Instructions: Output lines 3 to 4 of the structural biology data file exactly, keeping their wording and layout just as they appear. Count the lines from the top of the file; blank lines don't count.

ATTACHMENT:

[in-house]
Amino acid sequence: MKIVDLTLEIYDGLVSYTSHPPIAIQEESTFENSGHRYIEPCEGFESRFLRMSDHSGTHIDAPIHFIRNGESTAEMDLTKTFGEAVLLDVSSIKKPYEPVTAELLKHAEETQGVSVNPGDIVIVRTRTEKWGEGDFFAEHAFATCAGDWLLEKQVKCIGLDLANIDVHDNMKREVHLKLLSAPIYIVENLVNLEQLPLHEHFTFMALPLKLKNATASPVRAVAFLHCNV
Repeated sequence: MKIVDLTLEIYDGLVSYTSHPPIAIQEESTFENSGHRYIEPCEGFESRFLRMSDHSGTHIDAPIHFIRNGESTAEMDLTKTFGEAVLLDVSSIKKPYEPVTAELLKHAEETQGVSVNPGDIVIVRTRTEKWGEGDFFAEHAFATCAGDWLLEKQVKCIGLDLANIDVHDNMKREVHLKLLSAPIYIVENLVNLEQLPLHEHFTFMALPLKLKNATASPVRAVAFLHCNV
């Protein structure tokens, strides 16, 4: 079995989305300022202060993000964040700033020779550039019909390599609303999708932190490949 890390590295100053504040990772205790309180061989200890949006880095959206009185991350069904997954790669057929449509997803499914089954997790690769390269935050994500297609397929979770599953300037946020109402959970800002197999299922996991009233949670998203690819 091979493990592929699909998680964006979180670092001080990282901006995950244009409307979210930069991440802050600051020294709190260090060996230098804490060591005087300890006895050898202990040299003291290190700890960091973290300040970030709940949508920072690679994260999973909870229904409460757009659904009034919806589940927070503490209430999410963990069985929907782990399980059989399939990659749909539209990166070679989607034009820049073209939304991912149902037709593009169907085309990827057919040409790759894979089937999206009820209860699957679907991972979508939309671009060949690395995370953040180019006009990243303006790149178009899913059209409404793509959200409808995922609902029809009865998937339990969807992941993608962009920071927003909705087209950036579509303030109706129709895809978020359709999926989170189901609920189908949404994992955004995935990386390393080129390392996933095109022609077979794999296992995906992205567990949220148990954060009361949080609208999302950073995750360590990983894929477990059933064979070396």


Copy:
Repeated sequence: MKIVDLTLEIYDGLVSYTSHPPIAIQEESTFENSGHRYIEPCEGFESRFLRMSDHSGTHIDAPIHFIRNGESTAEMDLTKTFGEAVLLDVSSIKKPYEPVTAELLKHAEETQGVSVNPGDIVIVRTRTEKWGEGDFFAEHAFATCAGDWLLEKQVKCIGLDLANIDVHDNMKREVHLKLLSAPIYIVENLVNLEQLPLHEHFTFMALPLKLKNATASPVRAVAFLHCNV
């Protein structure tokens, strides 16, 4: 079995989305300022202060993000964040700033020779550039019909390599609303999708932190490949 890390590295100053504040990772205790309180061989200890949006880095959206009185991350069904997954790669057929449509997803499914089954997790690769390269935050994500297609397929979770599953300037946020109402959970800002197999299922996991009233949670998203690819 091979493990592929699909998680964006979180670092001080990282901006995950244009409307979210930069991440802050600051020294709190260090060996230098804490060591005087300890006895050898202990040299003291290190700890960091973290300040970030709940949508920072690679994260999973909870229904409460757009659904009034919806589940927070503490209430999410963990069985929907782990399980059989399939990659749909539209990166070679989607034009820049073209939304991912149902037709593009169907085309990827057919040409790759894979089937999206009820209860699957679907991972979508939309671009060949690395995370953040180019006009990243303006790149178009899913059209409404793509959200409808995922609902029809009865998937339990969807992941993608962009920071927003909705087209950036579509303030109706129709895809978020359709999926989170189901609920189908949404994992955004995935990386390393080129390392996933095109022609077979794999296992995906992205567990949220148990954060009361949080609208999302950073995750360590990983894929477990059933064979070396």